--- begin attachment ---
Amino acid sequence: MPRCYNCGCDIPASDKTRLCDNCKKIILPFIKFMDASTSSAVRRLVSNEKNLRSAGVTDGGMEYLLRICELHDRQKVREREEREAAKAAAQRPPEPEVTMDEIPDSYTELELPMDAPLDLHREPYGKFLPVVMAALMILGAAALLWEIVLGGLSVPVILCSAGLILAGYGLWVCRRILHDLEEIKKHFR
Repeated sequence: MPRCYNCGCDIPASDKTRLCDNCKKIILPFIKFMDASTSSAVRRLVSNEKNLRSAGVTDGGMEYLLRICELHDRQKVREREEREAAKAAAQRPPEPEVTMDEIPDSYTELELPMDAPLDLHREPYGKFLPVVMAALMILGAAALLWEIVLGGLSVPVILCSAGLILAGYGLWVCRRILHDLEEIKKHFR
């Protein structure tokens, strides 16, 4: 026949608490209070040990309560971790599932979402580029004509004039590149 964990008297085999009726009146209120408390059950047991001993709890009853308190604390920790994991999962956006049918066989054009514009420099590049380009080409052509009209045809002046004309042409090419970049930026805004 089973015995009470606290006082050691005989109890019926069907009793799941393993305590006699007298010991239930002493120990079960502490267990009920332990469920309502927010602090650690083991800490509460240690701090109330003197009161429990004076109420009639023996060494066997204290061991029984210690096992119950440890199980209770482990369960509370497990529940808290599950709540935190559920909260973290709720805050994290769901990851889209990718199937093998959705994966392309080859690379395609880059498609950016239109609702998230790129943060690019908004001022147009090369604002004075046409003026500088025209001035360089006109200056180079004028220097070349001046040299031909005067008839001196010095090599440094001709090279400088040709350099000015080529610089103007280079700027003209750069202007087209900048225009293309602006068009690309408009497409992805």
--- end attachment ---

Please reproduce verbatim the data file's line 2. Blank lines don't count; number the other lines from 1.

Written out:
Repeated sequence: MPRCYNCGCDIPASDKTRLCDNCKKIILPFIKFMDASTSSAVRRLVSNEKNLRSAGVTDGGMEYLLRICELHDRQKVREREEREAAKAAAQRPPEPEVTMDEIPDSYTELELPMDAPLDLHREPYGKFLPVVMAALMILGAAALLWEIVLGGLSVPVILCSAGLILAGYGLWVCRRILHDLEEIKKHFR